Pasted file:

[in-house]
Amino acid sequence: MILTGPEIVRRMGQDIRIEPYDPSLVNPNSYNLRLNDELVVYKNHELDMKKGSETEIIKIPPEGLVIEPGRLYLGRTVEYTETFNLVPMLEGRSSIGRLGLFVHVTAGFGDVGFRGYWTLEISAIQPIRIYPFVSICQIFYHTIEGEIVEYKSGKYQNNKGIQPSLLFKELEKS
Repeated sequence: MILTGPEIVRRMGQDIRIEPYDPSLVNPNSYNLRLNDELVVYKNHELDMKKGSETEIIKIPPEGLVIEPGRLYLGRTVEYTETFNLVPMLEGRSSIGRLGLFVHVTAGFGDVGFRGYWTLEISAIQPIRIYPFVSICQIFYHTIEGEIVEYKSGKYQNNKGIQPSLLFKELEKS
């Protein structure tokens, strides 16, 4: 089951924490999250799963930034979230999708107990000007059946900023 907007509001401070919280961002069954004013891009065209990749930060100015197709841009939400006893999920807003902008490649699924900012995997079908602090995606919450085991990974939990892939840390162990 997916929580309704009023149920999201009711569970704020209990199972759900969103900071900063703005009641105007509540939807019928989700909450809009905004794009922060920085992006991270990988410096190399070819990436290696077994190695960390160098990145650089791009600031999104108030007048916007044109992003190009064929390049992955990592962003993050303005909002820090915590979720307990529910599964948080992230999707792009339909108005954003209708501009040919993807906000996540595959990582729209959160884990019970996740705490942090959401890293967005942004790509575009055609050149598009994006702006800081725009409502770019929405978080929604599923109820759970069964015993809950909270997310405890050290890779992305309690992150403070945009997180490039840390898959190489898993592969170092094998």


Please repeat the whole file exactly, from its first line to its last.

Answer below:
[in-house]
Amino acid sequence: MILTGPEIVRRMGQDIRIEPYDPSLVNPNSYNLRLNDELVVYKNHELDMKKGSETEIIKIPPEGLVIEPGRLYLGRTVEYTETFNLVPMLEGRSSIGRLGLFVHVTAGFGDVGFRGYWTLEISAIQPIRIYPFVSICQIFYHTIEGEIVEYKSGKYQNNKGIQPSLLFKELEKS
Repeated sequence: MILTGPEIVRRMGQDIRIEPYDPSLVNPNSYNLRLNDELVVYKNHELDMKKGSETEIIKIPPEGLVIEPGRLYLGRTVEYTETFNLVPMLEGRSSIGRLGLFVHVTAGFGDVGFRGYWTLEISAIQPIRIYPFVSICQIFYHTIEGEIVEYKSGKYQNNKGIQPSLLFKELEKS
């Protein structure tokens, strides 16, 4: 089951924490999250799963930034979230999708107990000007059946900023 907007509001401070919280961002069954004013891009065209990749930060100015197709841009939400006893999920807003902008490649699924900012995997079908602090995606919450085991990974939990892939840390162990 997916929580309704009023149920999201009711569970704020209990199972759900969103900071900063703005009641105007509540939807019928989700909450809009905004794009922060920085992006991270990988410096190399070819990436290696077994190695960390160098990145650089791009600031999104108030007048916007044109992003190009064929390049992955990592962003993050303005909002820090915590979720307990529910599964948080992230999707792009339909108005954003209708501009040919993807906000996540595959990582729209959160884990019970996740705490942090959401890293967005942004790509575009055609050149598009994006702006800081725009409502770019929405978080929604599923109820759970069964015993809950909270997310405890050290890779992305309690992150403070945009997180490039840390898959190489898993592969170092094998």